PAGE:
You wouldn't get any argument from me on that. It's clear that the Church has had no intention of changing just judging by Benedict XVI's appointment less than a decade ago. These guys are old and disconnected, like you said.TelegramSam said:I'm a practicing Catholic, and I have to say people are largely getting their hopes up without reason. The Cardinals are far, far more conservative/traditional than your average American parish.
The last part of your point here is precisely why I think the Church would be doing itself a favor just by considering a pope who isn't as rigid on social issues. In my mind, they can go in two directions: try to guilt their congregation into having more babies (dat rhythm method! ) or come up with a way to re-engage all of the alienated Catholics into coming back. I'm not saying that people should expect them to change their stance on something like female priesthood, which I was being facetious about, but actually connecting to the idea of being a religion of the people. The story that first comes to mind is the promotion of condoms and contraceptive education to prevent AIDS in South Africa, which is an approach Benedict XVI condemned. If they want to increase their numbers, they're going to have to compromise on stuff like this (and stop getting their current members killed off with preventable diseases).TelegramSam said:Ordaining women and contraceptives are not on the agenda right now, if anything getting the child abuse problems addressed to the extent that they can be is going to be the next priority along with combating the Church's declining numbers.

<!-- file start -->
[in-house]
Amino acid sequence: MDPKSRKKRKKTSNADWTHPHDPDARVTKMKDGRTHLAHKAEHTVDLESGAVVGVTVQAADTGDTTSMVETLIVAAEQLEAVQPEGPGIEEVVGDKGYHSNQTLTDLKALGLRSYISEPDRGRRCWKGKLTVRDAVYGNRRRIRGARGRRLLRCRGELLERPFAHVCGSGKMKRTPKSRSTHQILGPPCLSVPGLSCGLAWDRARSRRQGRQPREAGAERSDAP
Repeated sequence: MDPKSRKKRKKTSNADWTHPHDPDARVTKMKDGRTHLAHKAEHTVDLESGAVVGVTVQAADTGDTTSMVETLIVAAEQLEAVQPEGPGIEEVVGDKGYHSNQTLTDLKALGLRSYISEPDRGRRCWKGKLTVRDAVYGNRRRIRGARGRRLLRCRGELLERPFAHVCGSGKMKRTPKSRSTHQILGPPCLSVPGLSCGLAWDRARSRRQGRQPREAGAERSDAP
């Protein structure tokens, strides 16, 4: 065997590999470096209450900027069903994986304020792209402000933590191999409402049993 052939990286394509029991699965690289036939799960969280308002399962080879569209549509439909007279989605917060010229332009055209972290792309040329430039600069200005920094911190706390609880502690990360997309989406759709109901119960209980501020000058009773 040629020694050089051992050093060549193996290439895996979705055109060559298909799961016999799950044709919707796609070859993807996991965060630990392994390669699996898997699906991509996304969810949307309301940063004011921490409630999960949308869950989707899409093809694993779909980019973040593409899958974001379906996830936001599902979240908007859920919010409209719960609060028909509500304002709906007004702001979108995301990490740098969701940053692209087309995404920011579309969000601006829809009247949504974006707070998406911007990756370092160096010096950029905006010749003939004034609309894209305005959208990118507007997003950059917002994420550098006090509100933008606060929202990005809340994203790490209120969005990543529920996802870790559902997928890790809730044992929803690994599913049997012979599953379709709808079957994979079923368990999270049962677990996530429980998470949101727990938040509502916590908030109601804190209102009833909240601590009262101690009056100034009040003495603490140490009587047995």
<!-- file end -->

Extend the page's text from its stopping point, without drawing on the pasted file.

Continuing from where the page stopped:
I have no doubt that what you're suggesting is probably a realistic outcome, if they even let that happen. I'm just happening to see a parallel between the Republican dilemma and what the Church is facing with Benedict's resignation. Both have leaned on a conservatism that's no longer serving them, and they'll need to address it soon or be overtaken by rival factions. It's all so political. I don't think Jesus would approve.TelegramSam said:I think the best in terms of a progressive change would be a non-European (as in Hispanic or African) pope, most likely. I'm not saying I agree with their conservatism, but asking old men who have devoted their lives to studying Classical Greek and Latin while living in academia/Church life to change isn't easily accomplished.